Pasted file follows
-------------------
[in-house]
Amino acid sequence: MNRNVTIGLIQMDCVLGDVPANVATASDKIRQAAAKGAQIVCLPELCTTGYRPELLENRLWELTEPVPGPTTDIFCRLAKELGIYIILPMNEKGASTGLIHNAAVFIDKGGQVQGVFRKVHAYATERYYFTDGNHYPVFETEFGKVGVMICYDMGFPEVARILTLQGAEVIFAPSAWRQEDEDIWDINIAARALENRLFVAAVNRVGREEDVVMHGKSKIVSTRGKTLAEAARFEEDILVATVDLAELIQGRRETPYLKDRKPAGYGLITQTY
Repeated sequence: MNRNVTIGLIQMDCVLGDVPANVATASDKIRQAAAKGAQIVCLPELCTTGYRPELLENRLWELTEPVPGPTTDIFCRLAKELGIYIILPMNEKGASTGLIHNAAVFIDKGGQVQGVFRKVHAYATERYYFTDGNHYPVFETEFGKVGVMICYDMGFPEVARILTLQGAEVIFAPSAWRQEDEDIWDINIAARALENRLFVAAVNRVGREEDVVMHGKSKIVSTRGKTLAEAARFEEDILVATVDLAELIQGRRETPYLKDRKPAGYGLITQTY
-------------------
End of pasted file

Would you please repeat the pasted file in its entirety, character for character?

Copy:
[in-house]
Amino acid sequence: MNRNVTIGLIQMDCVLGDVPANVATASDKIRQAAAKGAQIVCLPELCTTGYRPELLENRLWELTEPVPGPTTDIFCRLAKELGIYIILPMNEKGASTGLIHNAAVFIDKGGQVQGVFRKVHAYATERYYFTDGNHYPVFETEFGKVGVMICYDMGFPEVARILTLQGAEVIFAPSAWRQEDEDIWDINIAARALENRLFVAAVNRVGREEDVVMHGKSKIVSTRGKTLAEAARFEEDILVATVDLAELIQGRRETPYLKDRKPAGYGLITQTY
Repeated sequence: MNRNVTIGLIQMDCVLGDVPANVATASDKIRQAAAKGAQIVCLPELCTTGYRPELLENRLWELTEPVPGPTTDIFCRLAKELGIYIILPMNEKGASTGLIHNAAVFIDKGGQVQGVFRKVHAYATERYYFTDGNHYPVFETEFGKVGVMICYDMGFPEVARILTLQGAEVIFAPSAWRQEDEDIWDINIAARALENRLFVAAVNRVGREEDVVMHGKSKIVSTRGKTLAEAARFEEDILVATVDLAELIQGRRETPYLKDRKPAGYGLITQTY